Photoshop tips #1

I will try to explain my basic adjustments using Photoshop layer modes.
When dealing with printed media, like a magazine or creating an ad to be printed on a newspaper or even designing a poster… I must adjust my image to the specifications of the media.

I’m just going to explain an overall adjustment to correct things which I know would print badly.

Using Photoshop is not much different than using an enlarger to print a negative.

If I’m using an enlarger I can control the contrast by using Multigrade filters or/and paper.
If I want to control the brightness I can use the exposure time of the enlarger and the time the paper is developing.

If I want to control the overall look of the image I can choose from a whole range of photographic papers. Different fibers, different thickness, mate or shiny…

(My old photography teacher always said that, it is the exposure on the enlarger that must be right. Taking the paper out of the developer as a way to control the exposure was something he would not tolerate.)

Photoshop makes everything more accessible and in my modest opinion it is an awesome tool.
So… let’s start.
Look at the following examples. The first picture is as scanned. No adjustment.
The second picture is the manipulated one.

As scanned.

As scanned.

Adjusted image.

Adjusted image.

Here they are, side by side, for better understanding.

Screen shot 2014-01-30 at 9.22.55 PM

This is another example where the exact same layer manipulation was done.
The first image is as scanned.

As scanned.

As scanned.

Adjusted.

Adjusted.

Many, many times, little adjustments like these can make me work with 5, 6… 10 layers.
Let’s start with the first example.

The first thing is to duplicate the background.

Screen shot 2014-01-30 at 9.36.06 PM

I wanted to make his shirt lighter with a soft white glow, but I also wanted to keep the textures and contrast. My choice was to set the top layer to Screen mode.

Screen shot 2014-01-30 at 9.39.26 PM

With the top layer set to Screen mode the image will become much lighter. It’s like overexposing the image. But I don’t want the whole image to be lighter and I also don’t want the shirt as white as this.
The solution is to decrease the opacity of the top layer, the one set to Screen mode.

Screen shot 2014-01-30 at 9.49.13 PM

Side by side. Original, Screen mode 100%, Screen mode 60%.

Side by side.
Original, Screen mode 100%, Screen mode 60%.

Okay, but I’m just working on the shirt.
By setting the opacity of the Screen mode layer to 60%, I’m pretty much happy with it but I must erase the rest of the image I don’t want affected by the Screen mode.

In order to do that I’m going to use the Erase tool set to a big size and to the minimum hardness.
The big size and zero hardness will make softer edges.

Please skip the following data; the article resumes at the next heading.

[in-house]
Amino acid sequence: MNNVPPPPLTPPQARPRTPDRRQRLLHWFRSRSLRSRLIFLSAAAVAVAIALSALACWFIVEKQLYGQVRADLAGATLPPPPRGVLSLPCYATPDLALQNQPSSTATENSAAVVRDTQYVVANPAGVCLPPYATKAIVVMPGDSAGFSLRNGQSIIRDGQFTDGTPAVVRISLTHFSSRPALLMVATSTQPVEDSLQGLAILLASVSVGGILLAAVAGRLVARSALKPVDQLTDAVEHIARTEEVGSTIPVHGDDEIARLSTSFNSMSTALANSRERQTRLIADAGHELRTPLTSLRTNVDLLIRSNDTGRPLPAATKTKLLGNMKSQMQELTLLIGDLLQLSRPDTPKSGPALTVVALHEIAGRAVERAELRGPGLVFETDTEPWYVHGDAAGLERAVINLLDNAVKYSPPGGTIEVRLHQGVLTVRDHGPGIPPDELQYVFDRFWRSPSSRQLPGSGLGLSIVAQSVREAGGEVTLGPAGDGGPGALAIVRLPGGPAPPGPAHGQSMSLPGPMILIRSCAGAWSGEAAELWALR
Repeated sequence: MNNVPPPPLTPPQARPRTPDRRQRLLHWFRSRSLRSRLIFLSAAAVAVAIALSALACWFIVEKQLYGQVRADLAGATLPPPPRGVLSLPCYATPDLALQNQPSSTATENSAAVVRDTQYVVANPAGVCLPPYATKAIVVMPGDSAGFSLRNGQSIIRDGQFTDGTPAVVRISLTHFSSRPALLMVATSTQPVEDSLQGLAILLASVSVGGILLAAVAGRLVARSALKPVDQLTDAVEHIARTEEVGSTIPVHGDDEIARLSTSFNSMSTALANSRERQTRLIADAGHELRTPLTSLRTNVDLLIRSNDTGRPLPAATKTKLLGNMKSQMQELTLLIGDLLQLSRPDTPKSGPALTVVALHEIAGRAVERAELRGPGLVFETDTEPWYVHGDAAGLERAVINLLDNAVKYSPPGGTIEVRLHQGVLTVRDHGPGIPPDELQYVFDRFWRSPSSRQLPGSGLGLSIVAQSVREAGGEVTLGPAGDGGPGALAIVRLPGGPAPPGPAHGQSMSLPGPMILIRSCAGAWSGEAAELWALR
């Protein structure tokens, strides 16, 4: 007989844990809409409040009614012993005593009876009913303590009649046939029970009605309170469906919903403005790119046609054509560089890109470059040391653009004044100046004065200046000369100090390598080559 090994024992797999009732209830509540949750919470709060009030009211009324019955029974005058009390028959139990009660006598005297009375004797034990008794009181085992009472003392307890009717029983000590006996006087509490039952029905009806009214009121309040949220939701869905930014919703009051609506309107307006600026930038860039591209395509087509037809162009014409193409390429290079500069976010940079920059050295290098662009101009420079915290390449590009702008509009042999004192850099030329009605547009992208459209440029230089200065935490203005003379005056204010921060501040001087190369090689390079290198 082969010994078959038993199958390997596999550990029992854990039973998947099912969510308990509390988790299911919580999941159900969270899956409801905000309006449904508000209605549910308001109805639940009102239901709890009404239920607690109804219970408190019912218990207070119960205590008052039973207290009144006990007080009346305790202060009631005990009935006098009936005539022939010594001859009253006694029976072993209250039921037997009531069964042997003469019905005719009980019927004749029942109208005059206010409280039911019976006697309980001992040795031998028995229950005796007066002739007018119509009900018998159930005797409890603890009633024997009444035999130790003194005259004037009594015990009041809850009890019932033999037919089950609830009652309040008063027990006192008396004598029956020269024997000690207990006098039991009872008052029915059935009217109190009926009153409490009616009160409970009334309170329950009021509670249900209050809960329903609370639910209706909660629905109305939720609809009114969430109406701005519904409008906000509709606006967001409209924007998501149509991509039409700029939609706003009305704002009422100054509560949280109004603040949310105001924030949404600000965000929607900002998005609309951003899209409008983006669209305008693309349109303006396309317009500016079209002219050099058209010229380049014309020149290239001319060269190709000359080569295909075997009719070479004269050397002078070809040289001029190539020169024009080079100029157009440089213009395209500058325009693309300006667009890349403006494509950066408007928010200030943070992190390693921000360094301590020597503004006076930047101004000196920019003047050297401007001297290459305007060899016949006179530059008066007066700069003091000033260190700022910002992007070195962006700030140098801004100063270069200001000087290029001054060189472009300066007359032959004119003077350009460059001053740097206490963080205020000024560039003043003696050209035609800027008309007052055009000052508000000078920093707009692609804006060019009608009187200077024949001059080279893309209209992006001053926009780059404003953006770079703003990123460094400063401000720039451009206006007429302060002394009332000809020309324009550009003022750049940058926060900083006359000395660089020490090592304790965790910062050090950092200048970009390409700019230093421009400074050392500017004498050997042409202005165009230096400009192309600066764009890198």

Screen shot 2014-01-30 at 10.03.23 PM

Screen shot 2014-01-30 at 10.13.05 PMThe image on the right is the one with the Screen mode set to the top layer.
I’ve erased all the rest. I’ve also adjusted the Erase Tool size for fine adjustments but the hardness was always set to zero.

The next image is a trick just to show you what’s left of the top layer after using the Erase Tool.Screen shot 2014-01-30 at 10.11.27 PM

Now I will do the same thing for the face.
1 – Duplicate my original layer, the Background.
2 – Setting that layer to Screen mode.
3 – Erase everything but the face.

It will end up like this.

Screen shot 2014-01-30 at 10.44.33 PM

Okay, same problem has before. With the Screen mode on it, the layer with the face part, is now too light. It’s time to use the opacity slider to fix that.

The opacity of the layer with the face part is now 27%.
It no longer looks like a ghost.

The original on the left and the adjusted one on the right.

The original on the left and the adjusted one on the right.

The next step is doing the same to the neck, which is now much darker compared to the face, to the “B” on the apron, to the beard and to the hair. All of this using separate layers which one with a different mode, or not, of different opacity.

The final result would be an image with a Background and 6 layers on top which one affecting a specific part of it.

The method is always the same.
Duplicating the original layer, applying a certain mode that will cause an effect on a specific part of the image, using the opacity to control the effect and then erasing the parts of the image I don’t want affected by that mode.

——-

Please do excuse my grammar and spelling.
I think in Portuguese and then try to translate it into a coherent English and that doesn’t always work the best way.

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7 comments
  1. Son of Sharecroppers said:

    Man. That worked out very, very nicely. I’m just not smart enough to do that!

  2. Rufus Girard said:

    You’re clearly finding your way. That’s the trick, to make the process your own. I think. like you, I often imagine myself pulling prints when working if photoshop.

    • Thank you Rufus.
      I was given access to a fully equipped darkroom which was almost abandoned. Myself and a friend cleaned the place and it is ready to use.
      I plan of using it a lot during this year.

      Let’s see what comes out.
      PS: love darkroom work.

      • yummania said:

        looking forward to see 🙂
        Eni

      • Thank you dear Eni.
        Keeping busy is the main idea 😉

  3. yebisu1 said:

    Thanks for this. I’ve never used the screen mode before. I’ll definitely try it next time I use photoshop.

    • No my friend, thank YOU for stopping by.
      Let me tell you that, after using Photoshop for so long I narrowed it down to 4 blend modes which can do just about anything.
      Multiply, Overlay, Softlight and the Screen mode.

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